Contributors
Kukreja, Muskan, Johnston, Stephen, Stafford, Phillip, et al.
Created Date
2012-06-21

Background An accurate method that can diagnose and predict lupus and its neuropsychiatric manifestations is essential since currently there are no reliable methods. Autoantibodies to a varied panel of antigens in the body are characteristic of lupus. In this study we investigated whether serum autoantibody binding patterns on random-sequence peptide microarrays (immunosignaturing) can be used for diagnosing and predicting the onset of lupus and its central nervous system (CNS) manifestations. We also tested the techniques for identifying potentially pathogenic autoantibodies in CNS-Lupus. We used the well-characterized MRL/lpr lupus animal model in two studies as a first step to develop and …

Contributors
Williams, Stephanie, Stafford, Phillip, Hoffman, Steven, et al.
Created Date
2014-06-07

Background Mucin type O-glycosylation is one of the most common types of post-translational modifications that impacts stability and biological functions of many mammalian proteins. A large family of UDP-GalNAc polypeptide:N-acetyl-α-galactosaminyltransferases (GalNAc-Ts) catalyzes the first step of mucin type O-glycosylation by transferring GalNAc to serine and/or threonine residues of acceptor polypeptides. Plants do not have the enzyme machinery to perform this process, thus restricting their use as bioreactors for production of recombinant therapeutic proteins. Results The present study demonstrates that an isoform of the human GalNAc-Ts family, GalNAc-T2, retains its localization and functionality upon expression in N. benthamiana L. plants. The …

Contributors
Daskalova, Sasha, Radder, Josiah, Cichacz, Zbigniew, et al.
Created Date
2010-08-24

We have previously shown that the diversity of antibodies in an individual can be displayed on chips on which 130,000 peptides chosen from random sequence space have been synthesized. This immunosignature technology is unbiased in displaying antibody diversity relative to natural sequence space, and has been shown to have diagnostic and prognostic potential for a wide variety of diseases and vaccines. Here we show that a global measure such as Shannon’s entropy can be calculated for each immunosignature. The immune entropy was measured across a diverse set of 800 people and in 5 individuals over 3 months. The immune entropy …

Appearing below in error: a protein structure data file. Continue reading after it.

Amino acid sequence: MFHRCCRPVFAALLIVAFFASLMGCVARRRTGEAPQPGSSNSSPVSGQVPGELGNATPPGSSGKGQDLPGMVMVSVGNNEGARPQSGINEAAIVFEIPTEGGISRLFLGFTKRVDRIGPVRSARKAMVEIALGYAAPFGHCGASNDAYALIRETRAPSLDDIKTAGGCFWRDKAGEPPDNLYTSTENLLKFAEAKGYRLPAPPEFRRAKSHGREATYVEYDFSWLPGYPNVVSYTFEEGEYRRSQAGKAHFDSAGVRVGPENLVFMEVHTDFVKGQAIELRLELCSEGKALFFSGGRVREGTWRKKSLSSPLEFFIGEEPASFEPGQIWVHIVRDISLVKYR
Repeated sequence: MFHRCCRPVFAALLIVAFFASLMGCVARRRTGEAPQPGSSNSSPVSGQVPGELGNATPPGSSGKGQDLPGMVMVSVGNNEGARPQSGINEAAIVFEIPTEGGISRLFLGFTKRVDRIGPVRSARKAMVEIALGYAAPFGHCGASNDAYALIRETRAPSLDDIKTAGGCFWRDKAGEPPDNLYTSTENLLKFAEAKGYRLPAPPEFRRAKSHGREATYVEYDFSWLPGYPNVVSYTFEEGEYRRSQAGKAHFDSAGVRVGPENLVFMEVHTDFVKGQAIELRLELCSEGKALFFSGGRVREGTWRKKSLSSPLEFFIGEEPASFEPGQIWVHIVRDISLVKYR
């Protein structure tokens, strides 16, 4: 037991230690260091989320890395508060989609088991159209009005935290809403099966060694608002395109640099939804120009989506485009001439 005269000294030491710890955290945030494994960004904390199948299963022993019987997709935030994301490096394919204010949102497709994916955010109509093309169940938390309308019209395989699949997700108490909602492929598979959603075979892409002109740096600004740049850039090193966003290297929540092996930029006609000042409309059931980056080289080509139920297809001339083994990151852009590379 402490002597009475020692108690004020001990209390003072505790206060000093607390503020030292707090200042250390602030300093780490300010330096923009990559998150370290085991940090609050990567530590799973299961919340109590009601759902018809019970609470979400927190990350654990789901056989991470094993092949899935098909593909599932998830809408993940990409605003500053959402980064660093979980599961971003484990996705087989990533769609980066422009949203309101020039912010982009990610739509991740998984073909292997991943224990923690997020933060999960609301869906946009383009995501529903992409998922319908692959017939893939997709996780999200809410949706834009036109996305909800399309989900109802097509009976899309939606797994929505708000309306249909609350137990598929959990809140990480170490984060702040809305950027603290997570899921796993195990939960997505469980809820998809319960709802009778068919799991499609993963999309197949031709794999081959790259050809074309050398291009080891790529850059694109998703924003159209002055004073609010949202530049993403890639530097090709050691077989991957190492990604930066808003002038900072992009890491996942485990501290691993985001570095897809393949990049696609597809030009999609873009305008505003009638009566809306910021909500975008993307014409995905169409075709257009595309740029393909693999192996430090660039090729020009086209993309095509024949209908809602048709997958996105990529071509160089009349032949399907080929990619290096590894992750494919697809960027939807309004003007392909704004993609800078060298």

Contributors
Wang, Lu, Whittemore, K., Johnston, Stephen, et al.
Created Date
2017-12-22

Immunosignaturing shows promise as a general approach to diagnosis. It has been shown to detect immunological signs of infection early during the course of disease and to distinguish Alzheimer’s disease from healthy controls. Here we test whether immunosignatures correspond to clinical classifications of disease using samples from people with brain tumors. Blood samples from patients undergoing craniotomies for therapeutically naïve brain tumors with diagnoses of astrocytoma (23 samples), Glioblastoma multiforme (22 samples), mixed oligodendroglioma/astrocytoma (16 samples), oligodendroglioma (18 samples), and 34 otherwise healthy controls were tested by immunosignature. Because samples were taken prior to adjuvant therapy, they are unlikely to …

Contributors
Hughes, Alexa, Cichacz, Zbigniew, Scheck, Adrienne, et al.
Created Date
2012-07-16

Swinging arms are a key functional component of multistep catalytic transformations in many naturally occurring multi-enzyme complexes. This arm is typically a prosthetic chemical group that is covalently attached to the enzyme complex via a flexible linker, allowing the direct transfer of substrate molecules between multiple active sites within the complex. Mimicking this method of substrate channelling outside the cellular environment requires precise control over the spatial parameters of the individual components within the assembled complex. DNA nanostructures can be used to organize functional molecules with nanoscale precision and can also provide nanomechanical control. Until now, protein–DNA assemblies have been …

Contributors
Fu, Jinglin, Yang, Yuhe, Johnson-Buck, Alexander, et al.
Created Date
2014-07-01